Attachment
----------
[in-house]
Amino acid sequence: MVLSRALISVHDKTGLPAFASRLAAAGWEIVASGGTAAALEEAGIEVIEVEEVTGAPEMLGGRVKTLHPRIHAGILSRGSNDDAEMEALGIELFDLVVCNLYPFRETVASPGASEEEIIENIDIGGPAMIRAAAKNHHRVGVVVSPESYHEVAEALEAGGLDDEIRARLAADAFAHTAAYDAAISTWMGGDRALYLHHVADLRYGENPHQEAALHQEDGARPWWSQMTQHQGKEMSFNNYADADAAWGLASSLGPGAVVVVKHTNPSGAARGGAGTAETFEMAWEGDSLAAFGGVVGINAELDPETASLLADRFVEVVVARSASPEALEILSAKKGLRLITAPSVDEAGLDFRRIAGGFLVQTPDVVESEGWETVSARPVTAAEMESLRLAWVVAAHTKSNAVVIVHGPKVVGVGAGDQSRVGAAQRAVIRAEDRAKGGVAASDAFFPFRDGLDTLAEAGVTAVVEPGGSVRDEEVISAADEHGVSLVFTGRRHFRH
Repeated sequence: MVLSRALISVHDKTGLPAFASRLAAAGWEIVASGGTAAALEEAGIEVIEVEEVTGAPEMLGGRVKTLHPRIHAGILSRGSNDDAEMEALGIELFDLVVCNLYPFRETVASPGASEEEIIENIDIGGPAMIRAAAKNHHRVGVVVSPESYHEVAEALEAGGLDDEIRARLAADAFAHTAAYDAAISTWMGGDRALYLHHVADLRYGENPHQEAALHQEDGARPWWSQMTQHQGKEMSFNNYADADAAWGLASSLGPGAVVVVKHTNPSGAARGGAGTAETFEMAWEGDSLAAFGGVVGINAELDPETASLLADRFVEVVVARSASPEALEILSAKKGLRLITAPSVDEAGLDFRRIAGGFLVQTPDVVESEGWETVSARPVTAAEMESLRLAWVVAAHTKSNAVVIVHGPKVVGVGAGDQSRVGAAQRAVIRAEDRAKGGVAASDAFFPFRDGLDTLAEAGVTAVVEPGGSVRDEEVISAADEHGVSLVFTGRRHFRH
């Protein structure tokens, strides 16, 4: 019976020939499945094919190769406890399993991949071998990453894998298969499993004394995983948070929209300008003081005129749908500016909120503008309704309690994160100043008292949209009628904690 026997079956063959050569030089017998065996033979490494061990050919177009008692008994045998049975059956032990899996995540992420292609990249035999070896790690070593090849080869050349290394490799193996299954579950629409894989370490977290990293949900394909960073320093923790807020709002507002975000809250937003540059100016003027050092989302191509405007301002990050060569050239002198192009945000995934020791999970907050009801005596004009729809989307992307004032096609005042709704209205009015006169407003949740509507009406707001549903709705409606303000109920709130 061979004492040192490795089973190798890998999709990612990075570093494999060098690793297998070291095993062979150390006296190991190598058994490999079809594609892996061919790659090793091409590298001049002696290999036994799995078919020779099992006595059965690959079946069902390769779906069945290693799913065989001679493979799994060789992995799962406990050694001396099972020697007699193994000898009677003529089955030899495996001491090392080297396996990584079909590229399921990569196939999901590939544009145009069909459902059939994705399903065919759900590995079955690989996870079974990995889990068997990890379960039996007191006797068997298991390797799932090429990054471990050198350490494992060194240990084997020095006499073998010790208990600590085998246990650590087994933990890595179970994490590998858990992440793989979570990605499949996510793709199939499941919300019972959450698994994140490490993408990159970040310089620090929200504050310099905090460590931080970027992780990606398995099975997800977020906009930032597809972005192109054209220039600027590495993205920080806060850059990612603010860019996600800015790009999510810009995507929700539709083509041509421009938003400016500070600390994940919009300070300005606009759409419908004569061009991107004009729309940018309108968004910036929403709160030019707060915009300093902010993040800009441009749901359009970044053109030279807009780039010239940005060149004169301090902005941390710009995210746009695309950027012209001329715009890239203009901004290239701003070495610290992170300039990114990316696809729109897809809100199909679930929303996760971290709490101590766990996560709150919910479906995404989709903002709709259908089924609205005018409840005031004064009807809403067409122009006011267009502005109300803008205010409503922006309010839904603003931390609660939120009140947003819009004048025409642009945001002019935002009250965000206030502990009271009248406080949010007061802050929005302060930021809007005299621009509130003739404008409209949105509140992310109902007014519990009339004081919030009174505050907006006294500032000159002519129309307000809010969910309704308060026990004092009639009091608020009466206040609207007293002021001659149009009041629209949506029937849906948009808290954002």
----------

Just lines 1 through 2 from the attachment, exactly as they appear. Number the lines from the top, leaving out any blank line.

[in-house]
Amino acid sequence: MVLSRALISVHDKTGLPAFASRLAAAGWEIVASGGTAAALEEAGIEVIEVEEVTGAPEMLGGRVKTLHPRIHAGILSRGSNDDAEMEALGIELFDLVVCNLYPFRETVASPGASEEEIIENIDIGGPAMIRAAAKNHHRVGVVVSPESYHEVAEALEAGGLDDEIRARLAADAFAHTAAYDAAISTWMGGDRALYLHHVADLRYGENPHQEAALHQEDGARPWWSQMTQHQGKEMSFNNYADADAAWGLASSLGPGAVVVVKHTNPSGAARGGAGTAETFEMAWEGDSLAAFGGVVGINAELDPETASLLADRFVEVVVARSASPEALEILSAKKGLRLITAPSVDEAGLDFRRIAGGFLVQTPDVVESEGWETVSARPVTAAEMESLRLAWVVAAHTKSNAVVIVHGPKVVGVGAGDQSRVGAAQRAVIRAEDRAKGGVAASDAFFPFRDGLDTLAEAGVTAVVEPGGSVRDEEVISAADEHGVSLVFTGRRHFRH